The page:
He’s keen to get off the phone – she’s obviously one of life’s talkers – but the fondness in his voice is unmistakable. As he ends the call, I ponder why it is that
some men spend years with a woman – existing in a state in which a lack of drama and excitement is more than compensated for by quiet contentment – while others can’t last the
distance. Others need more than just contentment.
‘Your wife?’ I ask, as he puts away his phone.
‘Boyfriend,’ he corrects me and heads to his van.
I slide into the car and throw my handbag on the passenger seat, where it joins a handful of letters I picked up yesterday on my way out. I gaze at the one on top: my welcome pack after
sponsoring a child in Eastern Europe. I pick it up and it strikes me how, twenty-four hours ago, when I first looked at this simple, pedestrian thing – an envelope – my life was
Now, for the first time in six years, I’m alone.
And it’s the worst feeling in the world.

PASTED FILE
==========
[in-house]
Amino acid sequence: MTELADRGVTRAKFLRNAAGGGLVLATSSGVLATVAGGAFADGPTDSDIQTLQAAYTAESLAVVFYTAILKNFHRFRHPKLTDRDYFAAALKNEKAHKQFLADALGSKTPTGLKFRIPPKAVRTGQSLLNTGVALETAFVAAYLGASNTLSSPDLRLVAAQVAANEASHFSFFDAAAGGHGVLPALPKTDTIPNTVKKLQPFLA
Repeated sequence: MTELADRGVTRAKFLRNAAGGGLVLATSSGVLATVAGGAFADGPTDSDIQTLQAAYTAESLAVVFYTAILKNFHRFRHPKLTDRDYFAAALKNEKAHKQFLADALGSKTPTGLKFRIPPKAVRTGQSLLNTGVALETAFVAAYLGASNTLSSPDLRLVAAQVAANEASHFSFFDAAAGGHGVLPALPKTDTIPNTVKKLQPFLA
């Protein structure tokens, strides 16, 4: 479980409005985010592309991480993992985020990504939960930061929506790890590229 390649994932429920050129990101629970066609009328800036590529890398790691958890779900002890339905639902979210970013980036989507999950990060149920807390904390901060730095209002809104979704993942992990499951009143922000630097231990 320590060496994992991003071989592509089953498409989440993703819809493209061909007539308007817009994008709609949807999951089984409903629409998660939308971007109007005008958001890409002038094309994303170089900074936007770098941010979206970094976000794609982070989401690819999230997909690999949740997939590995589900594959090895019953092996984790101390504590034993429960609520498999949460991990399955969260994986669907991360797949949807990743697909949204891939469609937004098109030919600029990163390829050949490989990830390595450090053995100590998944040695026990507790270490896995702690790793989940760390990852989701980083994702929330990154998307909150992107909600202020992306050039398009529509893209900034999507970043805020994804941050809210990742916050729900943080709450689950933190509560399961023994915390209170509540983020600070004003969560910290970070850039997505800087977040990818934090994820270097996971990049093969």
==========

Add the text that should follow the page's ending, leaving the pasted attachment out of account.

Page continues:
I arrive at Ellie’s house shortly afterwards and she opens the door with the sort of expression you’d use to gaze upon a tortured kitten. She lives in Woolton, a
couple of miles from me in south Liverpool.
‘Oh don’t,’ I groan.
Not that I’m surprised at her reaction; I could barely bring myself to glance in my car mirror on the way here.
Despite last week’s cut, my long, dark bob, which usually has a passable amount of va-va-voom, is scraped into such a haphazard ponytail that it’d shame a Blackpool donkey.
My skin, usually the tans-easily kind, has developed a pallor comparable to that of someone recovering from the Black Death; it’s a fetching shade of grey offset by red neck blotches that
appeared at the start of my weeping marathon at six o’clock this evening.
And despite the fact that I’ve been on a health kick for the last six years (in which I’ve counted an infinite number of calories and plummeted from a size twelve to a . . . erm,
size twelve), my jeans already feel baggy and shapeless as if just a hint of the now-inevitable Heartbreak Diet has shrunk me.